There are so many nutrition hot topics these days, but with it being a month we call attention to our hearts, I figured this would be a good time to focus on Omega-3 fatty acids. Omega-3 fish oils can lower blood pressure and blood triglyceride levels; they can reduce death by heart attack as well in people who have suffered one previously. We have long known the cardiovascular effects of these little nutrition powerhouses, but they have some other great side-effects as well: possibly slowing dementia, lowering the risk of eczema in children, possibly improving dry eye, and reducing inflammation. We cannot make these substances in our bodies, so it is important to make an effort to include them in your diet.
So where can you find these gems? How often should you eat them? The best source of Omega-3’s is fish, which the American Heart Association recommends eating at least twice weekly. For best bets, choose a variety; salmon, tuna, cod, trout, mackerel, and even sardines and anchovies offer them. With more of an emphasis on grass-fed dairy and beef, we are finding that these foods also offer a modest amount of beneficial fats. What about if you have an allergy to fish or you happen to be a vegetarian? Don’t worry, there are plant-based sources as well. They are not as well digested and processed in the body, but don’t avoid them, as they still have some benefit. Chia seeds, ground flax, flax oil, seaweed, soybeans, and walnuts are all great additions to the diet (providing fiber and other vitamins and minerals). And you can sneak these foods in daily. Try adding seeds or nut butters to oatmeal, smoothies, or yogurt. There is also an array of new fortified foods out there such as yogurts, peanut butters, and non-dairy milks. While it is best to stick to natural food sources, these do offer an additional option.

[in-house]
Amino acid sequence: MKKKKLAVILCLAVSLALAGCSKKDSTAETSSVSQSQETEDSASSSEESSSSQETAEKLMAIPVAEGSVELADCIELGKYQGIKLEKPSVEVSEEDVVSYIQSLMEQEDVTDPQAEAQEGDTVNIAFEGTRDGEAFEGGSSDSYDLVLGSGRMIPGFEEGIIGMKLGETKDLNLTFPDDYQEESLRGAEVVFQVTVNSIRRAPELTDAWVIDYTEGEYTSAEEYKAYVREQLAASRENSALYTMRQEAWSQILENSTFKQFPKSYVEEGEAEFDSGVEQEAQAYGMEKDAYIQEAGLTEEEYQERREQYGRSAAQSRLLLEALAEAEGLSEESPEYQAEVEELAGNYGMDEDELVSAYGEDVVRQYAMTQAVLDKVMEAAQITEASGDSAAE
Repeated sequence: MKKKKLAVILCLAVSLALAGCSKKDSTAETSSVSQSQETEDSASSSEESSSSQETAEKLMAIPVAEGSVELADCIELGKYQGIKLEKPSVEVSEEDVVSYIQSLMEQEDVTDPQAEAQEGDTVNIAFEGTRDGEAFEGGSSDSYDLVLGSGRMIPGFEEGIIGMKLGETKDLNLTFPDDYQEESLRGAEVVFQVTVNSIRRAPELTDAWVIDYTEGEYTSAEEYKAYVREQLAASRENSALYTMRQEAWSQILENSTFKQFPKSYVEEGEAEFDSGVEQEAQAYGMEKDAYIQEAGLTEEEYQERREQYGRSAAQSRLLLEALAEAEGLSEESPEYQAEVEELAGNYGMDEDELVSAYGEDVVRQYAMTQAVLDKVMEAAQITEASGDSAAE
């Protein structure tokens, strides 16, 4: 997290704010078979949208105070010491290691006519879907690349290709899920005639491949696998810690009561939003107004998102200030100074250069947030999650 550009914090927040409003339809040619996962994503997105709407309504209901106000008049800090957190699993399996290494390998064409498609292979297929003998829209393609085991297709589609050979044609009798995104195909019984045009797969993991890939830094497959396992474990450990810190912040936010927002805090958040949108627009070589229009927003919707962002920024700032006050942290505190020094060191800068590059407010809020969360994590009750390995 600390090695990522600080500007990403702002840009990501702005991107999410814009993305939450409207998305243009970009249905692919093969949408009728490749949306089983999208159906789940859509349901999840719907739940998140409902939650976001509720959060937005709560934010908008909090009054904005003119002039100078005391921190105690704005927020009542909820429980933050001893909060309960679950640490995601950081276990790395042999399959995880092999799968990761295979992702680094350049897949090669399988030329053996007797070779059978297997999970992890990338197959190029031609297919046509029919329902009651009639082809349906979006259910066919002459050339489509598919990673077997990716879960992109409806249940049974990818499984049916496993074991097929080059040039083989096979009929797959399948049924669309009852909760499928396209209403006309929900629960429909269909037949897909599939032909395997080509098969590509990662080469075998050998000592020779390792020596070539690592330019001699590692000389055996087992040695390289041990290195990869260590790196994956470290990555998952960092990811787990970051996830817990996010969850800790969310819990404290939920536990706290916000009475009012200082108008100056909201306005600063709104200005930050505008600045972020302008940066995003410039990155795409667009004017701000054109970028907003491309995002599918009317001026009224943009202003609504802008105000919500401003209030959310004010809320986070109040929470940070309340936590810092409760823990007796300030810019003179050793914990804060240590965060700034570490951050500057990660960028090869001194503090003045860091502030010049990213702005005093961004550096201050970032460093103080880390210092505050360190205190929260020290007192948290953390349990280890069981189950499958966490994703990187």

Most americans fall short of the fish servings per week, so they may consider wanting to supplement. Remember more is not always more, so evaluate if you really need a supplement. If you do purchase one, make sure it includes omegas from EPA and DHA. Also, make sure it has a certification from a testing organization such as the NSF to make sure it actually contains what it says and is free of contamination. A pharmacist can help you find one in the store. Be sure to talk with a doctor, pharmacist, or dietitian to make sure the supplement won’t interfere with any medications you are on, and is safe for your current health status.
In health, Angela